Here are some images that capture the spirit of this children’s bedroom design that eliminates isolated rooms and incorporates clusters of alcoves where children have their own small, private nooks that open to a common playspace. 

These pictures show the basic idea, but keep in mind the authors recommend that each alcove is large enough to contain shelves, or a small table and chairs, with some floor space where kids can play. This arrangement gives the children a space each one can own while keeping them within earshot and sight of each other. 

Now that you have a better understanding about what makes a great space for kids we’ll venture into the world of alcoves and low ceilings where we’ll reimagine bedroom design for adults.

Ceiling Height Variety and Alcoves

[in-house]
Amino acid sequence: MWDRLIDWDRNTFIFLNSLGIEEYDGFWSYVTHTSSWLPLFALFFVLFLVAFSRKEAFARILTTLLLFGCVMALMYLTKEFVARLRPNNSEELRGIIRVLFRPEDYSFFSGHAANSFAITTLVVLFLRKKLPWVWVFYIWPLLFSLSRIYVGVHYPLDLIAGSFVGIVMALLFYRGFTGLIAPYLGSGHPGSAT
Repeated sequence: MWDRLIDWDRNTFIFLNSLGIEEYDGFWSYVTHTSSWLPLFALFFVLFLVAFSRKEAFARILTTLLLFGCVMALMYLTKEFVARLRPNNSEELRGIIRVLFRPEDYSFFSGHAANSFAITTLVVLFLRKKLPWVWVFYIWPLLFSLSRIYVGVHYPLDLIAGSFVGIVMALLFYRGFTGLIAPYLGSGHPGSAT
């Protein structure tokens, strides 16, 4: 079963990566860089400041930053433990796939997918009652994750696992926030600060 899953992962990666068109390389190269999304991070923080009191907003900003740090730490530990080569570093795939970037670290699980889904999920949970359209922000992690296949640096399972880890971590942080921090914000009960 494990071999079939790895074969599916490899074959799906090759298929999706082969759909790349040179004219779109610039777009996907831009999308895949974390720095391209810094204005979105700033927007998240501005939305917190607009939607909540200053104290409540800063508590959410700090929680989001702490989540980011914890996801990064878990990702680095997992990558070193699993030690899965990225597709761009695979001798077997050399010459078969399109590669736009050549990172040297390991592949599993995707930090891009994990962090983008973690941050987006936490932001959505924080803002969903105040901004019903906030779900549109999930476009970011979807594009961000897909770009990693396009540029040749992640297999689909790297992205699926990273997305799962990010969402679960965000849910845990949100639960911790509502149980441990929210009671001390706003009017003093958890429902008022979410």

Take a look at the classic four-poster bed and you’ll get a glimpse into how bedrooms should actually be designed. The old four-posters feature curtains and a canopy that creates an intimate private space where the sleeper doesn’t feel exposed. That overhead drop matters more than you might think. 

Lowering the ceiling height is one important method for achieving intimacy in a space. “There is a complex interaction between people and space, in which people read different ceiling heights in buildings as messages, and take up positions according to these messages.” 

High ceilings are appropriate for social and formal spaces where people gather, such as airports, churches, or great rooms in a home. Buildings with varying ceiling heights have an effect on the social interactions that take place in that space.